Breath wrote a defensive editorial in the Journal before publication of the report denying any wrongdoing, stating in the headline that ProPublica « misleads its readers ».
The editorial board criticized ProPublica for its « characteristically oblique » reporting that Alito had violated the court’s ethics policy of disclosing gifts. A number of lawmakers have called for court reform since the outlet revealed earlier this year Justice Clarence Thomas’ close ties to GOP mega-donor Harlan Crow.
« Judge Alito is still in court, so that’s the big fish ProPublica is attempting to catch and fillet, » the counsel added. “We are defending the Court because someone has to. Someone has to defend the independence of the judiciary and an institution that is part of the bedrock of our constitutional order. »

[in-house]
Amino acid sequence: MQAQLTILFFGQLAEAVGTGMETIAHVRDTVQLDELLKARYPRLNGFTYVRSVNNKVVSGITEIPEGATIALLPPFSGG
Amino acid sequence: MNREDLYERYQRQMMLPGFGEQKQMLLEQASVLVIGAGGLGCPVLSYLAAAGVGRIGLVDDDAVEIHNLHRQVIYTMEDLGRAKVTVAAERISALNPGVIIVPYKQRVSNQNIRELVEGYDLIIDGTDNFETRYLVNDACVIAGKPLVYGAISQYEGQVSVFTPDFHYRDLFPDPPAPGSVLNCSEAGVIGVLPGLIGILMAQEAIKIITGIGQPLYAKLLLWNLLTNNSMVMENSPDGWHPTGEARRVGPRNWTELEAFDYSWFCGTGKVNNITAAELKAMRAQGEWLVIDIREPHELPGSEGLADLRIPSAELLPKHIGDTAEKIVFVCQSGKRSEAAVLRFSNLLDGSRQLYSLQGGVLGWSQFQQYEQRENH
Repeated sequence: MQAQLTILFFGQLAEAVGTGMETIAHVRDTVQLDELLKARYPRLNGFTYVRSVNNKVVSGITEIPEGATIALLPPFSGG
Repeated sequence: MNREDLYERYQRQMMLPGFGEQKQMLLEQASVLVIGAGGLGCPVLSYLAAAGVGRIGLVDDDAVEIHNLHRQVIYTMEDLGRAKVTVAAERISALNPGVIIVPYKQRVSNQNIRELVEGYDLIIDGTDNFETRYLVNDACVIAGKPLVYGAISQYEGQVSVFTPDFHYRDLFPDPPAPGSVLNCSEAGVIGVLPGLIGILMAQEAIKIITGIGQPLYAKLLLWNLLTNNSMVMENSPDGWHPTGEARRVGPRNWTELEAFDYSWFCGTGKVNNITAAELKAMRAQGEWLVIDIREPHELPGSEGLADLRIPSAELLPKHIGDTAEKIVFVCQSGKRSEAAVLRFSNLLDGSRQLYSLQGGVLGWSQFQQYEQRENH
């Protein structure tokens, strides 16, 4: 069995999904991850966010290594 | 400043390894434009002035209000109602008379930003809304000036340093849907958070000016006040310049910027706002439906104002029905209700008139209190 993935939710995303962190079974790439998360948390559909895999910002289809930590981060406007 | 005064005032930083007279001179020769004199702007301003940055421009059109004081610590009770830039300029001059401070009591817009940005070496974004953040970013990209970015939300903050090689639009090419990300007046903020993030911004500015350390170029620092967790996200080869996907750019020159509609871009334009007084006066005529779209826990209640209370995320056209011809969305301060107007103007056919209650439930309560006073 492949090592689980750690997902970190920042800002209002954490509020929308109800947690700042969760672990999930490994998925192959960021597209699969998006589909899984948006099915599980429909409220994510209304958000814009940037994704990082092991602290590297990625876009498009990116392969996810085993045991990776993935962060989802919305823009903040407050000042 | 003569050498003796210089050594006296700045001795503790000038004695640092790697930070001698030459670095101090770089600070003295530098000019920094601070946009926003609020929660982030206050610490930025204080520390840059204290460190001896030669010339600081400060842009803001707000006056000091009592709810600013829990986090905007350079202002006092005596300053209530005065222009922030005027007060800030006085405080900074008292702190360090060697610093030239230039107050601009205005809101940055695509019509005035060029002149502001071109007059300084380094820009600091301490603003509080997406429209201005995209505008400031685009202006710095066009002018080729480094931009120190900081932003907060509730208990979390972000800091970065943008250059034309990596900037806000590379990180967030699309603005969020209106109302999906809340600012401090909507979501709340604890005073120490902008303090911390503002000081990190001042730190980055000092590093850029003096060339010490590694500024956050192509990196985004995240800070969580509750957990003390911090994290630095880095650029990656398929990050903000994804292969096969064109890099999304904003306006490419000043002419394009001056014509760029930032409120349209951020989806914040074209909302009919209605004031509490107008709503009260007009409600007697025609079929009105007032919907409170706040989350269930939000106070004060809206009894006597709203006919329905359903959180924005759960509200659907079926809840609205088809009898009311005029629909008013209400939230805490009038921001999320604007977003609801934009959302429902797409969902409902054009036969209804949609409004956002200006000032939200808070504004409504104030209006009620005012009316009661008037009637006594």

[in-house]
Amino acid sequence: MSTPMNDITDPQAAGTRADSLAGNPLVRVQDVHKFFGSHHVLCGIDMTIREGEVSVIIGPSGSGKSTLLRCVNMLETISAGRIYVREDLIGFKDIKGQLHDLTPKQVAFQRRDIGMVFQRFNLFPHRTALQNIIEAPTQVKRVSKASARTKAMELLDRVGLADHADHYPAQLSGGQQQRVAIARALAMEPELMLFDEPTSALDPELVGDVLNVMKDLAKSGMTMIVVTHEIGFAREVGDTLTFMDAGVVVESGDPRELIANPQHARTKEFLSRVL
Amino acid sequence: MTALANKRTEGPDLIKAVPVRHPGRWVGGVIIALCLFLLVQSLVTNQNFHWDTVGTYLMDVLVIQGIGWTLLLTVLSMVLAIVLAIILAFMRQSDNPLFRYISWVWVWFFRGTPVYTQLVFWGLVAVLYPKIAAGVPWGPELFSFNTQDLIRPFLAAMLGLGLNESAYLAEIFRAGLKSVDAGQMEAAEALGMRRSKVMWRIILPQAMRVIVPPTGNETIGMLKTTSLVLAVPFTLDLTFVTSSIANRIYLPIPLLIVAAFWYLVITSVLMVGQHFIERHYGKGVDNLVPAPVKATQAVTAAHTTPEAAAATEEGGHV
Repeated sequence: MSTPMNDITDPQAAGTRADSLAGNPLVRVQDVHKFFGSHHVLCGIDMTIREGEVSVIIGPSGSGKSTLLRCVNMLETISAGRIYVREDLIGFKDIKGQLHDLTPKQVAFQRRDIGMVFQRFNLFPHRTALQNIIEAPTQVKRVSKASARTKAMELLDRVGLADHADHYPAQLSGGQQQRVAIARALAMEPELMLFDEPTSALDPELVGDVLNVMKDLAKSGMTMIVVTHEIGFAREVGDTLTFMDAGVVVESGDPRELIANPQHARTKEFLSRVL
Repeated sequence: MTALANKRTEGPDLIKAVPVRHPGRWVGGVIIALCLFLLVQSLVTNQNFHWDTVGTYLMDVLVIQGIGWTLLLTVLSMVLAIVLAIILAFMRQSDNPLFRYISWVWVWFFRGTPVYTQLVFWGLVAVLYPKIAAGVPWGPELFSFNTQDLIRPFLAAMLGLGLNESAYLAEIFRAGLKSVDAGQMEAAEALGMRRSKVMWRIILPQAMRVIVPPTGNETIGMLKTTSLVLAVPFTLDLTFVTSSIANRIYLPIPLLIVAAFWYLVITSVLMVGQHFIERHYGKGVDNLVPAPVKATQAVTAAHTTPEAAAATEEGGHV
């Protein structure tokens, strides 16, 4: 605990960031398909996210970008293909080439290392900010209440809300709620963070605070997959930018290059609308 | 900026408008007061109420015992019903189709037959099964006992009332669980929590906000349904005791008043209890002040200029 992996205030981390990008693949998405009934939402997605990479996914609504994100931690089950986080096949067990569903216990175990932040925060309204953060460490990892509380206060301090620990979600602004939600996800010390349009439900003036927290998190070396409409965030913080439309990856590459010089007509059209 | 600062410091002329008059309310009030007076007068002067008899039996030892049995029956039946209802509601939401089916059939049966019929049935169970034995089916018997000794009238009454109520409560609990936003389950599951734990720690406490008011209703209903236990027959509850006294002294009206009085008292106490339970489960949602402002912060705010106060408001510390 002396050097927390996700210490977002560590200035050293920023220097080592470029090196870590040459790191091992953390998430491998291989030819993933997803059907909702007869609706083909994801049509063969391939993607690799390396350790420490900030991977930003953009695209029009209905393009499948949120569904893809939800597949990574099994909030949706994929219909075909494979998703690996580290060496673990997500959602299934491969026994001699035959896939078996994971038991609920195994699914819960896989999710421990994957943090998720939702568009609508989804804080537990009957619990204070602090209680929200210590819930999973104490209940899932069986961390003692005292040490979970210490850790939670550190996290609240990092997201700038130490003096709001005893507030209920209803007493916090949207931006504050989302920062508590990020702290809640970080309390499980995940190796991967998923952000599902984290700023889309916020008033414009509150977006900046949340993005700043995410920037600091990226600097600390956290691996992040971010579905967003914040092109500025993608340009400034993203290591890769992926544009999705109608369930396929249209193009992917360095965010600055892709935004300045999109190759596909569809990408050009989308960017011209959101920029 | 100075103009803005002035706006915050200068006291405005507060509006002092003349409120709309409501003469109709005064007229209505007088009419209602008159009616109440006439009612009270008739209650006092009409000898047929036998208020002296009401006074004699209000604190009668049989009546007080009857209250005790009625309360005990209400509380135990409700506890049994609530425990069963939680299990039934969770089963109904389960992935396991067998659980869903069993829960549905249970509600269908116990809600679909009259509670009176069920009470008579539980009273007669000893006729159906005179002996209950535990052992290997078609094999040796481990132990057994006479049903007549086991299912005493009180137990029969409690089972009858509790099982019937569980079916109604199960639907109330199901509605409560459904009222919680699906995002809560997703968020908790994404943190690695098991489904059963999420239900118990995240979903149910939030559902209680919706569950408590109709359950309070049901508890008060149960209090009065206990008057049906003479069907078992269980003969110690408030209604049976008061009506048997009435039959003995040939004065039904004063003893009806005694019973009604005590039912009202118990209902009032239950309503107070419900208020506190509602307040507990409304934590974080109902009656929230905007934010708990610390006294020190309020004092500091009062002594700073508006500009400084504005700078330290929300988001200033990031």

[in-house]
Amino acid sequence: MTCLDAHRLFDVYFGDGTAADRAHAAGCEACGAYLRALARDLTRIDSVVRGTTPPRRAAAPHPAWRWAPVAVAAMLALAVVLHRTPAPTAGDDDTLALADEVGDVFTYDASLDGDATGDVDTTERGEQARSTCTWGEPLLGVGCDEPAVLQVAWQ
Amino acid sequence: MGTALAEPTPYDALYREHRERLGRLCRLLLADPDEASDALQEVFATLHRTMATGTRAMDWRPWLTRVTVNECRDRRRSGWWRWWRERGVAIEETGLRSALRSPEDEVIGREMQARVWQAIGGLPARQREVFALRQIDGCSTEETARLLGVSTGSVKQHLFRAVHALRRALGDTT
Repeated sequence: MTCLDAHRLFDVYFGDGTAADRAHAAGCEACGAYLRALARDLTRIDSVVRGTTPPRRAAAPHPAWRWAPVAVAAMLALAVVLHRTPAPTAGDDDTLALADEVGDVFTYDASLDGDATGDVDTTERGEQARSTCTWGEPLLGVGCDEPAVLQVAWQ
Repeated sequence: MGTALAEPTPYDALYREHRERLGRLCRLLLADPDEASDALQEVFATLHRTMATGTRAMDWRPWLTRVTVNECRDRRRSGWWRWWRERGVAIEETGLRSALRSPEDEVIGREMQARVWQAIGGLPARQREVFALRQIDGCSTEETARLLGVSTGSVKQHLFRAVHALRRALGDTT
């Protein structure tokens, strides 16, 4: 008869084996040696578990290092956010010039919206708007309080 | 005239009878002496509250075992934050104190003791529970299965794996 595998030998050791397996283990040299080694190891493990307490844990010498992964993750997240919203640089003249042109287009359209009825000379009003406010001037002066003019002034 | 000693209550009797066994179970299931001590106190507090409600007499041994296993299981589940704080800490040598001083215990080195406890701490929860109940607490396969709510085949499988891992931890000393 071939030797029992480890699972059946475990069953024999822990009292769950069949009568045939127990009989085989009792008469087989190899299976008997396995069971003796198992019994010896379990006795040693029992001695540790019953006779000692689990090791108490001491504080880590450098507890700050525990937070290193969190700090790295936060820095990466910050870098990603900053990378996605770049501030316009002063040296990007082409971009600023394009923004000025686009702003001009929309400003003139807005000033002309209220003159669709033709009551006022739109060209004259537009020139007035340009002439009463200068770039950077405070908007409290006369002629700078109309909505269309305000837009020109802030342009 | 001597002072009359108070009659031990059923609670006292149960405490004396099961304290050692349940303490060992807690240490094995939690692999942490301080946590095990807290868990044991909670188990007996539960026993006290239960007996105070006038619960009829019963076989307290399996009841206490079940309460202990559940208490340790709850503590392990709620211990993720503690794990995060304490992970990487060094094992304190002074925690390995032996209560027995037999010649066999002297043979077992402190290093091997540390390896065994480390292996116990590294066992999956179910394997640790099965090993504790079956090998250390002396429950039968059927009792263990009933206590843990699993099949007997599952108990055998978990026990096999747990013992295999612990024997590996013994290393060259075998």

Stephen Engelberg, managing editor of ProPublica, doomed the editorial’s title« that the piece stated without anyone having read the article and without asking for our comment. »
“We are curious whether The Journal vetted the essay prior to publication,” he told the New York Times.
Meanwhile, a new Quinnipiac poll released Wednesday found the The Supreme Court’s public approval rating fell to 30%. among registered voters, the lowest since the poll began nearly two decades ago.